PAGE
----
I picked a few gallons of highbush cranberries a few days ago.Early September. Makes awesome jelly!
My mother used to make a sauce from th Highbush Cranberries. We would pour it onto pancakes, then cream and sprinkle with sugar. It was delicious!
For anyone who has made jelly and some extra to sell I would love to buy a jar or 2. My mother is 98 and she loves it. I would love for my mom to have some.
Email me Cynthia – when the berries are out I will make a small jar for your grandmother – just pay for postage and all is good!
Throw them in the juicer !! Harvest in fall/ freeze to use all winter
Juice recipes is
2/3 cup cranberry juice
Love this in the am!!
I have one very red with berries at the moment. Grandma used to call it Pimbina. Some apparently love it especially with wild game . I made jam with it and gave it away to others who loved it! It grows well in wild here Gatineau area especially near water and often I’ve noticed near wildgrape. Look up first nations cooking and how they used it. In Spring, I’ve found dried berries on branch quite sweet!
If you are in the area you are welcome tompick.
My Mom called them Pembinas too. I remember the stinky smell in the kitchen, when we returned from school. But the jelly was so good on toast, the next morning.
Is there anyone who wouldn’t mind to send me some seedlings? Would love to grow a few as an edible fence. Zone 7a.
I’m not sure where this idea of smelling bad comes from for the wild high-bush cranberrys. I love the smell of the bushs in the air after the first frosts in the fall. My mom always made jelly with the berrys to have with turkey and we ate it on toast as well. The ripe berrys are basicly liquid, we used to pinch shoot them at each other as kids ( to my mind it tasted more like liquid rhubarb more than anything else, really tart) with an oval seed I’ve read in the last while( bad bad girl I was looking up recipes to make a liqueur from them, yes you can, make sure you look for ‘wild high-bush’ or you get recipes for regular cranberrys)that the seeds are just a bit chewy but fully edible. My mom used to cook them up on low with a lid, with a tiny bit of water till they burst and then she would squeeze through a cloth and then add sugar etc. I think she modified a grape jelly recipe adding more sugar but I’m not absolutely sure.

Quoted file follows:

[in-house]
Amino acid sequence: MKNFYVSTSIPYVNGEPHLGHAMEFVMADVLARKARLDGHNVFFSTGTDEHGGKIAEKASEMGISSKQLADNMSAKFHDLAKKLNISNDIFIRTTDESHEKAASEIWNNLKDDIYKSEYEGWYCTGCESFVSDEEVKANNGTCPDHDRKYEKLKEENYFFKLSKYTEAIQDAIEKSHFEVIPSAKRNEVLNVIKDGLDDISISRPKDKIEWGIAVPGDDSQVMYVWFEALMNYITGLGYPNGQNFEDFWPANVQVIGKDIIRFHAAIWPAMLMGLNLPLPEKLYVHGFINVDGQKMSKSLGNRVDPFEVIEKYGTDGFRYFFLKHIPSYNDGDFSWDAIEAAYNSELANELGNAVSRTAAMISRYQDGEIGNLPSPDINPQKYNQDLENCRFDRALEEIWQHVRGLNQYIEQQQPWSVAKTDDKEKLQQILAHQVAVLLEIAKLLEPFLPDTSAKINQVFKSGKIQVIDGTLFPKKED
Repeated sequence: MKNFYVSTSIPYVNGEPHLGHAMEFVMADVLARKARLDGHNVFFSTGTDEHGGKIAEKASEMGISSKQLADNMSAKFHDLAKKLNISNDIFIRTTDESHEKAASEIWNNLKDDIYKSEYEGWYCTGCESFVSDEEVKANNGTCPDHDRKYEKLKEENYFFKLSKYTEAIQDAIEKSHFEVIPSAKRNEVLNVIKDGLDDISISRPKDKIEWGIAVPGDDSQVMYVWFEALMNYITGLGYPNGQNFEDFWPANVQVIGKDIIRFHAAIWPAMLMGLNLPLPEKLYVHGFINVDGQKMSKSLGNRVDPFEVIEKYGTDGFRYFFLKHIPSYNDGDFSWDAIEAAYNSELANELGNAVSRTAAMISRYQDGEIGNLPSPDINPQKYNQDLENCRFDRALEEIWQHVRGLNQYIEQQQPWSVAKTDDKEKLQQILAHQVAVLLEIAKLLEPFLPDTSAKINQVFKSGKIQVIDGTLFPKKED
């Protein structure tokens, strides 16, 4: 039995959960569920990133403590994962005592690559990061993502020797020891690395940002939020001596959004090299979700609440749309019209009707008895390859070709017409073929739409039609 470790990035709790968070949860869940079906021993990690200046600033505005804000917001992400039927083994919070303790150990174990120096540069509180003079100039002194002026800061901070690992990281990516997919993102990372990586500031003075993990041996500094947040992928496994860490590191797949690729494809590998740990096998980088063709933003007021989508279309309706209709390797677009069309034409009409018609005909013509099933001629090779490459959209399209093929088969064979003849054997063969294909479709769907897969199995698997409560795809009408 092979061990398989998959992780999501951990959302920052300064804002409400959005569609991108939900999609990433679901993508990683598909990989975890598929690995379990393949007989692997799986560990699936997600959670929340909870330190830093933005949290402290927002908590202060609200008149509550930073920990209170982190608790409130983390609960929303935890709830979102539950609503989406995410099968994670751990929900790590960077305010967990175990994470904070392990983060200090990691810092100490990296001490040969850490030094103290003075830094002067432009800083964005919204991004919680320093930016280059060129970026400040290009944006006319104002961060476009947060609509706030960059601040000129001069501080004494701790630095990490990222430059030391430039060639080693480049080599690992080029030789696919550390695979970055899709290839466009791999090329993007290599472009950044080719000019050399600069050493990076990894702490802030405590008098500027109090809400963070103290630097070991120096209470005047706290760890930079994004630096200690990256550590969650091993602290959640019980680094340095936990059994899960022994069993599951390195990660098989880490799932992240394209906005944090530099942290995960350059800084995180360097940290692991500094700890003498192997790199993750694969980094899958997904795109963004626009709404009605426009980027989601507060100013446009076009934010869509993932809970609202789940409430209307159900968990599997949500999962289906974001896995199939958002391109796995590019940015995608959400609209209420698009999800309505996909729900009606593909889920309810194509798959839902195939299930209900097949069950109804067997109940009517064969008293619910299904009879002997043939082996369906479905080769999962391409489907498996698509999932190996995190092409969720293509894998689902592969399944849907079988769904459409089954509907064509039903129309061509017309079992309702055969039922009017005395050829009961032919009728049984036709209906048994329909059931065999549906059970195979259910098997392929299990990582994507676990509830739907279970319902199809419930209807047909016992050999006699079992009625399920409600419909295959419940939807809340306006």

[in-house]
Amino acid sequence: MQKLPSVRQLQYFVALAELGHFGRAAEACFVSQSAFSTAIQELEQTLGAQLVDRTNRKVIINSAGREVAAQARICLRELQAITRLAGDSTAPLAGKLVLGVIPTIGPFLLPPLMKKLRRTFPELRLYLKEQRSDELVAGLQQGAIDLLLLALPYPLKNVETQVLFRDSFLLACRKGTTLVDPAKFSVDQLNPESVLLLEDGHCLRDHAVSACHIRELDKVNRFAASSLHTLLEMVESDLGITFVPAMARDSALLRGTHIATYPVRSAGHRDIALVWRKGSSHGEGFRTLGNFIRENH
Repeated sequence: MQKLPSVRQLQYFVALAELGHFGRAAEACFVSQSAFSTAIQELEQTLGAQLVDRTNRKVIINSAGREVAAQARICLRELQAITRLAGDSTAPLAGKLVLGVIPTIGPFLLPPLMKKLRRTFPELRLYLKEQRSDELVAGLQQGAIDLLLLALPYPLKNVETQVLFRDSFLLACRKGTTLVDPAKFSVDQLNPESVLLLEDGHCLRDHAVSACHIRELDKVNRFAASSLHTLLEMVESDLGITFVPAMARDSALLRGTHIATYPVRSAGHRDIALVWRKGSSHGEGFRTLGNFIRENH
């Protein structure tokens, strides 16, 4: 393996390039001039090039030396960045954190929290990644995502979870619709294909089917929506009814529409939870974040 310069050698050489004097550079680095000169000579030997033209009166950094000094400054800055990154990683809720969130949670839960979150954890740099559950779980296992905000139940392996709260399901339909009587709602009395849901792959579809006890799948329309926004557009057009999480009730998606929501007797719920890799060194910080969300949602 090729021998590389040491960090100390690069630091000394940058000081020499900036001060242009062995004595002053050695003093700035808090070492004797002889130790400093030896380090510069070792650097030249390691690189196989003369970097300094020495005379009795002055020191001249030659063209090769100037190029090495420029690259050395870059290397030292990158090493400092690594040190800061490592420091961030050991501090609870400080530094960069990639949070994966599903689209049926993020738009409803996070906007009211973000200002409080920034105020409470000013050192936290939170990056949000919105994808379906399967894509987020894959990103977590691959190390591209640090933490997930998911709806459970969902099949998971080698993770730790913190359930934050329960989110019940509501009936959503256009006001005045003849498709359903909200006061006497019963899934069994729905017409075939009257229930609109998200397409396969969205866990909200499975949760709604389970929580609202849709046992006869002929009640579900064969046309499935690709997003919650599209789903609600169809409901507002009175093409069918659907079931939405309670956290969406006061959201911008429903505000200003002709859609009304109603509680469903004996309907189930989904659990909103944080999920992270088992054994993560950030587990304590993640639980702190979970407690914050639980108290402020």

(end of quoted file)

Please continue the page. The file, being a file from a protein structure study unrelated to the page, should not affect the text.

one of the best informative blog ever .bookmarked for the future read
Thank you so much!!!!
I am in Nova Scotia, looking for high bush cranberry to grow. Any ideas where i can get cuttings or 2-3 babies?